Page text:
As an archaeologist, I have a profound interest in exploring the connections that take place among cultures across time and geography.  More often than not, these cultural dialogues lead to wonderful and amazing developments that have shaped the course of artistic and human history.  In looking at the Islamic world, I have been fascinated by the diversity and continuity of these contacts across its 1400 year history.  In contrast to the question, I do believe there is an interest today in understanding the diversity of the history of the Islamic world, as this is an area of world history that has been under-studied or under-appreciated to date.


4) You have mentioned in previous interviews that the study of objects speaks volumes about cross cultural interaction. In history textbooks, Pakistan’s art and architectural heritage is immediately linked to the Mughal Empire and monotheistic practices while there is little emphasis placed on Buddhist, Hindu and Mongolian influences. Could you elaborate on how the Aga Khan Museum in Toronto can help enlighten people about the diversity of cultural history present in Muslim countries?


I think this is a task that goes well beyond the Aga Khan Museum, as understanding Pakistan’s rich and multicultural history is something that needs to be promoted by museums throughout the country and worldwide.  Pakistan is a country that is only 70 years old, but the history of its lands and cultures stretches back over 5,000 years.  How many countries can claim to be home to one of the oldest civilizations in the Indus Valley Civilization, to have witnessed Alexander the Great’s expeditions, to have given rise to the remarkable syncretic culture of the Gandharans, and is home to many sites that are important to Buddhists, Hindus, Sikhs and Muslims?  Pakistan has been a crossroads of civilizations for much of its history, and I do believe it is important that this textured and complex history be better understood and promoted.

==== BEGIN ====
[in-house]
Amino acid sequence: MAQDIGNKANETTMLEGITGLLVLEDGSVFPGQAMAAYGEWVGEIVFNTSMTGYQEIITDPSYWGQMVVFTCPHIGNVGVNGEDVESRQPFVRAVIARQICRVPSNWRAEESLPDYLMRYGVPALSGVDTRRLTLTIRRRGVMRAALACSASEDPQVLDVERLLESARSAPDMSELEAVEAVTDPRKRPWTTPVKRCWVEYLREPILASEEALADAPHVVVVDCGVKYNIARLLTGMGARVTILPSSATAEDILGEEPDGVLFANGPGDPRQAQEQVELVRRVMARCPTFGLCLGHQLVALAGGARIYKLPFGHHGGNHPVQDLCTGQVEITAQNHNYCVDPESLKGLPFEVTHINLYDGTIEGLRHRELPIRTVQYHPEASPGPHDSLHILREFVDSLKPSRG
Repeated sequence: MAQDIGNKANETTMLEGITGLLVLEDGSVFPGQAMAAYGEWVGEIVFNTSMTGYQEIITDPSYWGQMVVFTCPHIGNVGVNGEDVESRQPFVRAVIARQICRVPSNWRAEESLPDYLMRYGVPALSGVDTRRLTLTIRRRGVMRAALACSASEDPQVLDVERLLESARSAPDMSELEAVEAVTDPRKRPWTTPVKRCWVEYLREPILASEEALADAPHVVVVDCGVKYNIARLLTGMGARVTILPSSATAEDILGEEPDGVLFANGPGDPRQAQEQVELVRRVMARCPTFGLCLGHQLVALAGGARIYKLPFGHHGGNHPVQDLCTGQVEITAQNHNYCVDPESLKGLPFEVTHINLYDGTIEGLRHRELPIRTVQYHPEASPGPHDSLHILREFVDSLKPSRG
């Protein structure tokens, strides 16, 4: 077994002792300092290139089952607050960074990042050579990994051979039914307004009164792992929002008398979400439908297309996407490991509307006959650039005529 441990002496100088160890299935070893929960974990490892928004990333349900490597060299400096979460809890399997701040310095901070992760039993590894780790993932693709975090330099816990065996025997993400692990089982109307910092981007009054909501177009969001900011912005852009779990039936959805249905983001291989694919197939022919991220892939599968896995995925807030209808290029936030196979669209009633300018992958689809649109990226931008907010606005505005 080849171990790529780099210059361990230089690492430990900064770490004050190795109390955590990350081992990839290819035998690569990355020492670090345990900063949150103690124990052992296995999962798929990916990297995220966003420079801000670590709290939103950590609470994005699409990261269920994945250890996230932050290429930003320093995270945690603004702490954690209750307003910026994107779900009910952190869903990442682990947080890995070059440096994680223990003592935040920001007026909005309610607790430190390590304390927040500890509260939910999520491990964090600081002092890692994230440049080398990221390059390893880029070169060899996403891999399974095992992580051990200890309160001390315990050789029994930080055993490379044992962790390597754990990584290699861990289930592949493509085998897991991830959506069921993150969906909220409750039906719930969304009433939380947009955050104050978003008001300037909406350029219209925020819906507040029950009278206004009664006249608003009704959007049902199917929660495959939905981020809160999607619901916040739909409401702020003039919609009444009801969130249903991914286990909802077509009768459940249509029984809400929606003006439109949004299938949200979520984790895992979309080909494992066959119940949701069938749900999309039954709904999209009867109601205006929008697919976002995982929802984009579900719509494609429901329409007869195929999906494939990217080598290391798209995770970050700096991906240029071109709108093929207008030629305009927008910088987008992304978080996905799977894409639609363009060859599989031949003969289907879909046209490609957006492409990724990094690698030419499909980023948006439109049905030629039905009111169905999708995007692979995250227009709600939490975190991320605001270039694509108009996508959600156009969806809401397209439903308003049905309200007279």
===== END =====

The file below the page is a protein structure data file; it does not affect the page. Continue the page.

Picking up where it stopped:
5) It seems that the arts is often singularly viewed as a luxury and tends to receive the least amount of governmental funding. In your experience, what are some ways in which museum directors, curators and artists can get the government to recognise the incredible need for museums in a country.  We ask as publicly funded institutes for the arts in Pakistan tend to be poorly maintained and have a low number of visitors. Do you think there are ways in which this can be changed and encourage public funding for museums?


Museum directors and curators have an important job in demonstrating the role that art and culture play in the shaping of society today.  As educational institutions, museums are important resources for the public in understanding their cultural and historical pasts, and are in my opinion necessities rather than luxuries.  I do believe that in addition to this, museums need to show their relevance to issues that are faced within society today and be responsive to exploring how art and society work together to build communities.  Museums and the arts have always struggled for funding worldwide, but the solution lies not only in public funding, but also the support of individuals and foundations that agree that the arts have an important role in society today.  Building a broad base of support is important.